Comparison of China’s Chang’e-3 unmanned lunar lander of 2013 vs. NASA’s Apollo manned lunar landing spacecraft of the 1960?s and 1970?s

China considers Manned Moon Landing following breakthrough Chang’e-3 mission success

15 Jan , 2014 by

Comparison of China’s Chang’e-3 unmanned lunar lander of 2013 vs. NASA’s Apollo manned lunar landing spacecraft of the 1960’s and 1970’s
Story updated[/caption]

Is China’s Chang’e-3 unmanned lunar lander the opening salvo in an ambitious plan by China to land people on the Moon a decade or so hence?

Will China land humans on the Moon before America returns?

It would seem so based on a new report in the People’s Daily- the official paper of the Communist Party of China – as well as the express science goals following on the heels of the enormous breakthrough for Chinese technology demonstrated by the history making Chang’e-3 Mission.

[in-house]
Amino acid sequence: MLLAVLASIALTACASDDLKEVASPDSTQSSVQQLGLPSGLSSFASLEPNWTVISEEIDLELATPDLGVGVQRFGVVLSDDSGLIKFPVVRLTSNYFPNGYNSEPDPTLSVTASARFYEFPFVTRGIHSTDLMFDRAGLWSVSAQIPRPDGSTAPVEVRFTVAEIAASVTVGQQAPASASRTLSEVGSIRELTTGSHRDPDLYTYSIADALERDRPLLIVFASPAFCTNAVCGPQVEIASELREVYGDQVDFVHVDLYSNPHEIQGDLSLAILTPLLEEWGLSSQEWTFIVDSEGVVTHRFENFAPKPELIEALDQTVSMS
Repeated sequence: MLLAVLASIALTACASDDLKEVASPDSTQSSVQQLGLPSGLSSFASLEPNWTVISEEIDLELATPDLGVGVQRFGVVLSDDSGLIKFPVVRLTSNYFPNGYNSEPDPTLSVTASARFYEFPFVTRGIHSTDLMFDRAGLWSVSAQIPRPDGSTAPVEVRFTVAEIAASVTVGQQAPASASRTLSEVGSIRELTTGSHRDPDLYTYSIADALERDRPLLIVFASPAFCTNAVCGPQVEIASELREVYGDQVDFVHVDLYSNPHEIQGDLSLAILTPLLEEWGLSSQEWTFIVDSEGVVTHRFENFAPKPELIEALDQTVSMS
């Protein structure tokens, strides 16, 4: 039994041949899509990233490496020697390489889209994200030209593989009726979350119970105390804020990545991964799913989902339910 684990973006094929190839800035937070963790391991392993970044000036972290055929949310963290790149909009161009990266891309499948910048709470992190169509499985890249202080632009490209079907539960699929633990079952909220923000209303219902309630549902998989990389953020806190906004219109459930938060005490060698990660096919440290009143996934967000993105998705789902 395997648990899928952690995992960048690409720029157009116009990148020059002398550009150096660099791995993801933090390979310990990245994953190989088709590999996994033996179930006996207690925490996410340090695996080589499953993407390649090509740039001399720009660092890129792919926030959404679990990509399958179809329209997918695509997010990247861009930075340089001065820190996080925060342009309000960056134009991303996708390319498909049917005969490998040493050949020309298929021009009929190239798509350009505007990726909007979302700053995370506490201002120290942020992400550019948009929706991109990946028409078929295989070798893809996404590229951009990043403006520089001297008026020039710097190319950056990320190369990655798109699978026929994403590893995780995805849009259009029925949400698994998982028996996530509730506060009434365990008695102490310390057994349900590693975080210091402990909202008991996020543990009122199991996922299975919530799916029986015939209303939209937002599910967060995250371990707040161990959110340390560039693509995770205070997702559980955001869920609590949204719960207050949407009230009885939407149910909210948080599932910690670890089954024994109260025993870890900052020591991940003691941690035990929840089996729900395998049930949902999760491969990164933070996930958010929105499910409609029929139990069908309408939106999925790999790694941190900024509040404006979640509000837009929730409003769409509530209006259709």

The People’s Daily reports that “Chinese aerospace researchers are working on setting up a lunar base,” based on a recent speech by Zhang Yuhua, deputy general director and deputy general designer of the Chang’e-3 probe system.

No humans have set foot on the moon’s surface since the last US lunar landing mission when Apollo 17 astronauts Gene Cernan and Harrison ‘Jack’ Schmitt departed 41 years ago on Dec. 14, 1972.

For context, the landing gear span of Chang’e-3 is approximately 4.7 meters vs. 9.07 meters for NASA’s Apollo Lunar Module (LM).

Photo of Chang'e-3 moon lander emblazoned with Chinese national flag taken by the panoramic camera on the Yutu moon rover on Dec. 22, 2013. Credit: CNSA

Photo of Chang’e-3 moon lander emblazoned with Chinese national flag taken by the panoramic camera on the Yutu moon rover on Dec. 22, 2013. Credit: CNSA
When will the US flag return?